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Pluto's Crazy Moons
A video showing the "pandemonium" of Pluto's miniature system
The latest pictures using NASA's Hubble Space Telescope and the New Horizons probe confirm that there are five moons circling in eccentric--even crazy--orbits around the dwarf planet Pluto. Small in size, Pluto has shattered all the gravitational theories put in place by Einstein in the 1950s.
Pluto's miniature solar system is not subject to gravitational forces, it's like a bag of buzz-saws twirling through space. Scientists can't believe the data.
"The moons form a series of neatly nested orbits, a bit like Russian dolls," said team leader Mark Showalter of the SETI Institute in Mountain View, Calif. "The way I would describe this system is not just chaos, but pandemonium," he said about the the New Horizons mission (Nov. 9) during a news conference at the meeting of the Division for Planetary Sciences of the American Astronomical Society. "We honestly have not seen anything like this before, and we still don't know what to make of it."
The Pluto team is intrigued that such a small planet can have such a complex collection of satellites. The new discovery provides additional clues for unraveling how the Pluto system formed and evolved, and how it captured its satellites. The favored theory is that all the moons are relics of a collision between Pluto and another large Kuiper belt object billions of years ago. Electric theory has a different scenario.
"The discovery of so many small moons indirectly tells us that there must be lots of small particles lurking unseen in the Pluto system," said Harold Weaver of the Johns Hopkins University Applied Physics Laboratory in Laurel, Md.
"The inventory of the Pluto system we're taking now with Hubble will help the New Horizons team design a safer trajectory for the spacecraft," added Alan Stern of the Southwest Research Institute in Boulder, Colo., the mission's principal investigator.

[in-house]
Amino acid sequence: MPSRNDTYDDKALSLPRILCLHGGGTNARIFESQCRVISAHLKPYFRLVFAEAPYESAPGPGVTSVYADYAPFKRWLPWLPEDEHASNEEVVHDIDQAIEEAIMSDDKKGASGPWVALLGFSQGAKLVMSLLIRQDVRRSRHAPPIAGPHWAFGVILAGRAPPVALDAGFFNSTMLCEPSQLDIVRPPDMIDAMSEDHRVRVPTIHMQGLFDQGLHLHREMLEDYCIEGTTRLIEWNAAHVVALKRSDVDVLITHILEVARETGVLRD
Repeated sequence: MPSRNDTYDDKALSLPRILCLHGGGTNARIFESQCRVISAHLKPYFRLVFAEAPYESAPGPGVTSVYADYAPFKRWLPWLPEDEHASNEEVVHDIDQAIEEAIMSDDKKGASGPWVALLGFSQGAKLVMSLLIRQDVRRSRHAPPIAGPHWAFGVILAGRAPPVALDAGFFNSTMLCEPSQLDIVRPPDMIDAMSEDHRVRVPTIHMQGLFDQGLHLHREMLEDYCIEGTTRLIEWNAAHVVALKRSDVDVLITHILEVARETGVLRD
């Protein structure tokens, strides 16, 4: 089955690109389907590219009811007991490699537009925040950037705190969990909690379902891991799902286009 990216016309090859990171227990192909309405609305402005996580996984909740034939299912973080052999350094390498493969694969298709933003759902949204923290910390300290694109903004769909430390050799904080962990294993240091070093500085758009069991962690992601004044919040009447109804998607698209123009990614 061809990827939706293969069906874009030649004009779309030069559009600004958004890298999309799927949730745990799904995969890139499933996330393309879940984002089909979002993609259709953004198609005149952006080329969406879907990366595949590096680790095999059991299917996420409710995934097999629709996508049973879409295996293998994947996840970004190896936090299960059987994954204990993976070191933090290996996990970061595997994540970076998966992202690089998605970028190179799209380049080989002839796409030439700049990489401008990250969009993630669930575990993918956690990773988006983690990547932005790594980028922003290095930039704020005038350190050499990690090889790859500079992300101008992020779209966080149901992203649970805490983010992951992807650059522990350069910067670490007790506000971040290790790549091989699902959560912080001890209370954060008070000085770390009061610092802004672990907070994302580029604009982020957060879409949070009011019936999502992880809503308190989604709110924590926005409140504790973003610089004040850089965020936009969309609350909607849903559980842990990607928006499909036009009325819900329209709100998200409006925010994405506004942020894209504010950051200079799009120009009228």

Pluto's largest moon, Charon, was discovered in 1978 in observations made at the United States Naval Observatory in Washington, D.C. Hubble observations in 2006 uncovered two additional small moons, Nix and Hydra. In 2011 another moon, P4, was found in Hubble data.
Provisionally designated S/2012 (134340) 1, the latest moon was detected in nine separate sets of images taken by Hubble's Wide Field Camera 3 on June 26, 27, and 29, 2012 and July 7 and 9, 2012.
In the years following the New Horizons Pluto flyby, astronomers plan to use the infrared vision of Hubble's planned successor, NASA's James Webb Space Telescope, for follow-up observations. The Webb telescope will be able to measure the surface chemistry of Pluto, its moons, and many other bodies that lie in the distant Kuiper Belt along with Pluto.
The Pluto team members are M. Showalter (SETI Institute), H.A. Weaver (Applied Physics Laboratory, Johns Hopkins University), and S.A. Stern, A.J. Steffl, and M.W. Buie (Southwest Research Institute).
Space Telescope Science Institute, Baltimore, Md.
SETI Institute, Mountain View, Calif.
Comparison of the Zodiac systems
|Aries||Mar 21 - April 20||April 15 - May 15||April 19 - May 13|
|Taurus||April 21 - May 20||May 16 - June 15||May 14 - June 19|
|Gemini||May 21 - June 20||June 16 - July 15||June 20 - July 20|
|Cancer||June 21 - July 21||July 16 - Aug 15||July 21 - Aug 9|
|Leo||July 22 Aug 22||Aug 16 - Sep 15||Aug 10 – Sep 15|
|Virgo||Aug 23 - Sep 22||Sep 16 - Oct 15||Sept 16 – Oct 30|
|Libra||Sep 23 - Oct 22||Oct 16 - Nov 15||Oct 31– Nov 22|
|Scorpio||Oct 23 - Nov 21||Nov 16 - Dec 15||Nov 23 – Nov 29|
|Ophiuchus||NA||NA||Nov 30 – Dec 17|
|Sagittarius||Nov 22 - Dec 21||Dec 16 - Jan 14||Dec 18– Jan 18|
|Capricorn||Dec 22 - Jan 20||Jan 15 - Feb 14||Jan 19 – Feb 15|
|Aquarius||Jan 21 - Feb 19||Feb 15 - Mar 14||Feb 16– Mar 11|
|Pisces||Feb 20 - Mar 20||Mar 15 - April 14||Mar 12 – April 18|